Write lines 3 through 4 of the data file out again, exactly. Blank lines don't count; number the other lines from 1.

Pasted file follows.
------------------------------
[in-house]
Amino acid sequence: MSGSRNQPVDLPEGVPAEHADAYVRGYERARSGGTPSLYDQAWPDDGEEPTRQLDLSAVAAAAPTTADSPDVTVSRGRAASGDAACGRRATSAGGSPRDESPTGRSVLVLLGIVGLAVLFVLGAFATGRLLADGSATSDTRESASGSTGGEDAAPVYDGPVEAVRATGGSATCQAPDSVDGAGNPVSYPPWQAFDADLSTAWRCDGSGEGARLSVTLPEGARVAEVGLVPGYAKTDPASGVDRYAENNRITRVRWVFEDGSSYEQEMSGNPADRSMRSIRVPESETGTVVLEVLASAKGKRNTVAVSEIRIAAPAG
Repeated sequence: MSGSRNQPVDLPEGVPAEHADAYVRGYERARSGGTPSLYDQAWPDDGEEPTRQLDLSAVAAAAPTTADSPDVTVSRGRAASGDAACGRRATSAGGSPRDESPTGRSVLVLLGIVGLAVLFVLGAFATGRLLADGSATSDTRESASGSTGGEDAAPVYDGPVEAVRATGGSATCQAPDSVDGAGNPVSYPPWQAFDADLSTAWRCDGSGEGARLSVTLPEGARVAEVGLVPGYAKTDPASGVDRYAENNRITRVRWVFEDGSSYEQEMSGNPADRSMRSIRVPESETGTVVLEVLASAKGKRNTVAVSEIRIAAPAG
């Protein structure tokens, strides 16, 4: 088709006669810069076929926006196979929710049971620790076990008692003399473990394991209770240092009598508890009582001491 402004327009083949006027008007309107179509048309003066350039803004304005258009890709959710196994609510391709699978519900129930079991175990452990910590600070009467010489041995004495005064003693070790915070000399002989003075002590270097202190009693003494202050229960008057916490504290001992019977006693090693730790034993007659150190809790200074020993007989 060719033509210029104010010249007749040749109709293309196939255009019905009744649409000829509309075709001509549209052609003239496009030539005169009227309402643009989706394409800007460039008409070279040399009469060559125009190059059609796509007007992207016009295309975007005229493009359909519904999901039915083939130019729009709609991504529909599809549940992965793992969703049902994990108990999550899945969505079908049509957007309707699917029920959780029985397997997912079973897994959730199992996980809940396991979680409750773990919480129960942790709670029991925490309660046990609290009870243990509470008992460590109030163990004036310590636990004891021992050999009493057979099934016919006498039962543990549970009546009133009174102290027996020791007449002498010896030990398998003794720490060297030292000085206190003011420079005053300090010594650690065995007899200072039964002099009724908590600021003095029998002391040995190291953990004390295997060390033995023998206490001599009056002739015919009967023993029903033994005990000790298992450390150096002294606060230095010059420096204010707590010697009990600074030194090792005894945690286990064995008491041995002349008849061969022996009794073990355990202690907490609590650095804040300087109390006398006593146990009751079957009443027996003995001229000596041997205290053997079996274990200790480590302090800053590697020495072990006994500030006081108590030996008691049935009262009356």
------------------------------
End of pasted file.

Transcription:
Repeated sequence: MSGSRNQPVDLPEGVPAEHADAYVRGYERARSGGTPSLYDQAWPDDGEEPTRQLDLSAVAAAAPTTADSPDVTVSRGRAASGDAACGRRATSAGGSPRDESPTGRSVLVLLGIVGLAVLFVLGAFATGRLLADGSATSDTRESASGSTGGEDAAPVYDGPVEAVRATGGSATCQAPDSVDGAGNPVSYPPWQAFDADLSTAWRCDGSGEGARLSVTLPEGARVAEVGLVPGYAKTDPASGVDRYAENNRITRVRWVFEDGSSYEQEMSGNPADRSMRSIRVPESETGTVVLEVLASAKGKRNTVAVSEIRIAAPAG
């Protein structure tokens, strides 16, 4: 088709006669810069076929926006196979929710049971620790076990008692003399473990394991209770240092009598508890009582001491 402004327009083949006027008007309107179509048309003066350039803004304005258009890709959710196994609510391709699978519900129930079991175990452990910590600070009467010489041995004495005064003693070790915070000399002989003075002590270097202190009693003494202050229960008057916490504290001992019977006693090693730790034993007659150190809790200074020993007989 060719033509210029104010010249007749040749109709293309196939255009019905009744649409000829509309075709001509549209052609003239496009030539005169009227309402643009989706394409800007460039008409070279040399009469060559125009190059059609796509007007992207016009295309975007005229493009359909519904999901039915083939130019729009709609991504529909599809549940992965793992969703049902994990108990999550899945969505079908049509957007309707699917029920959780029985397997997912079973897994959730199992996980809940396991979680409750773990919480129960942790709670029991925490309660046990609290009870243990509470008992460590109030163990004036310590636990004891021992050999009493057979099934016919006498039962543990549970009546009133009174102290027996020791007449002498010896030990398998003794720490060297030292000085206190003011420079005053300090010594650690065995007899200072039964002099009724908590600021003095029998002391040995190291953990004390295997060390033995023998206490001599009056002739015919009967023993029903033994005990000790298992450390150096002294606060230095010059420096204010707590010697009990600074030194090792005894945690286990064995008491041995002349008849061969022996009794073990355990202690907490609590650095804040300087109390006398006593146990009751079957009443027996003995001229000596041997205290053997079996274990200790480590302090800053590697020495072990006994500030006081108590030996008691049935009262009356």